Radiozine

Tune in to KBOO's Morning Radiozine for intriguing Public Affairs programming every Monday through Friday!

 

Episode Archive

Radiozine

Program: 
Radiozine
Air date: 
Fri, 12/19/2008 - 10:00am - 11:00am

Labor doula and Icarus Project student organizer Annie Robinson talks about her experience in the mental health system as an adolescent, and how it led to her interest in changing medical birthing procedures and becoming a doula. Annie discusses the trauma caused by doctor interventions in childbirth and its lasting effects  on both children and mothers.

Radiozine

Program: 
Radiozine
Air date: 
Fri, 12/19/2008 - 9:00am - 10:00am

Host Marianne Barisonek speaks with Rudi H. Nussbaum, of Physicians for Social Responsibility. He recently wrote a paper on childhood cancer clusters around German nuclear reactors. He'll discuss the move to revitalize nuclear power and the possible negative health effects. She also speaks with Tom Carpenter, Executive Director of of the Hanford Challenge. He has investigated and advocated on behalf of numerous whistleblowers and workers at various nuclear sites around the country. He'll talk about Hanford and the Global Nuclear Eneregy Partnership.

 

Radiozine

Categories:
Program: 
Radiozine
Air date: 
Tue, 12/16/2008 - 10:00am - 10:30am

Host Roberta Hall speaks with Ruth Palma, a nurse practitioner who discusses her profession, current problems in the health care system and the need for universal health care. (This interview was rescheduled from last week.)

Radiozine

Program: 
Radiozine
Air date: 
Thu, 12/11/2008 - 10:00am - 10:30am

History Counts: The Power of Not Shopping

Professor Monroe Friedman, author of "Consumer Boycotts," talks about the history of boycotts as a tool in various liberation movements.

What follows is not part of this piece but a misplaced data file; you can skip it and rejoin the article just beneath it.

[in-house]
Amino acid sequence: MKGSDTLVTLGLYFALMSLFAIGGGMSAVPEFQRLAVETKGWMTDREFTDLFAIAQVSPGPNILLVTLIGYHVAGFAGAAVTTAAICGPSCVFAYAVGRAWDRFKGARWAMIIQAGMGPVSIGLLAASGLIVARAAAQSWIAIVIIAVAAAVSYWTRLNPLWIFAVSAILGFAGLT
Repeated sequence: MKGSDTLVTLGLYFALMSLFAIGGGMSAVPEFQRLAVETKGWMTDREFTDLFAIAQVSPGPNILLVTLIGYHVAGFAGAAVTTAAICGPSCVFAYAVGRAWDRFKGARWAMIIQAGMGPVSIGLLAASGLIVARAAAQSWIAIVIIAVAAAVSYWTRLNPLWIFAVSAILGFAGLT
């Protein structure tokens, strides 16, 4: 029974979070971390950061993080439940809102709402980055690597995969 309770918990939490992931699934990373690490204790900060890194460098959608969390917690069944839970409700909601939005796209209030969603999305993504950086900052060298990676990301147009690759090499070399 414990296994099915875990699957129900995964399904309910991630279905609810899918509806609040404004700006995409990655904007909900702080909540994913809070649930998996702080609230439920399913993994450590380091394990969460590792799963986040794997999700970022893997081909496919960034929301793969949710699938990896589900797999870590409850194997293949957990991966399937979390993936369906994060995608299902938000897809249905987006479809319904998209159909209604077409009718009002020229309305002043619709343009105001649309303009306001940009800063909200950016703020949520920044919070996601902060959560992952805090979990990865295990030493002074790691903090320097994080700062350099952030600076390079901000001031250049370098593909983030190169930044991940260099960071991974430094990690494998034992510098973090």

Radiozine

Program: 
Radiozine
Air date: 
Thu, 12/11/2008 - 9:30am - 10:00am

Dan Handelman of Peace and Justice Works will discuss a letter writing campaign to keep Oregon's National Guard from deploying to Iraq and Afghanistan.
 

Radiozine

Program: 
Radiozine
Air date: 
Wed, 12/10/2008 - 10:30am - 11:00am

Cris Andreae speaks with housing and prison activist Malik Rahim about the reconstruction of New Orleans - is it a forgotten issue? They also discuss third party politics.

Radiozine

Categories:
Program: 
Radiozine
Air date: 
Wed, 12/10/2008 - 10:00am - 10:30am

Today Nations around the world are marking the 60th anniversary of the Universal Declaration of Human Rights. We'll hear a reading of the Declaration with voices from around the world.

Radiozine

Program: 
Radiozine
Air date: 
Wed, 12/10/2008 - 9:45am - 10:00am

Members of Portland Mural Defense discuss current issues with murals in Portland. Joe Cotter will update listeners on the latest sign code developments. He's currently working on the Buckman Community mural at SE 12th & Morrison, now stopped mid-way for the season. And Angelina Marino, Portland artist and frequent muralist. She worked on a mural for the ReBuilding Center, painted the mural on the Cricket Cafe on Belmont St., and painted the retaining wall mural at St Francis Park.  Most recently Angelina was the lead artist for a community mural completed (November 2008) on NE 72nd and Sandy.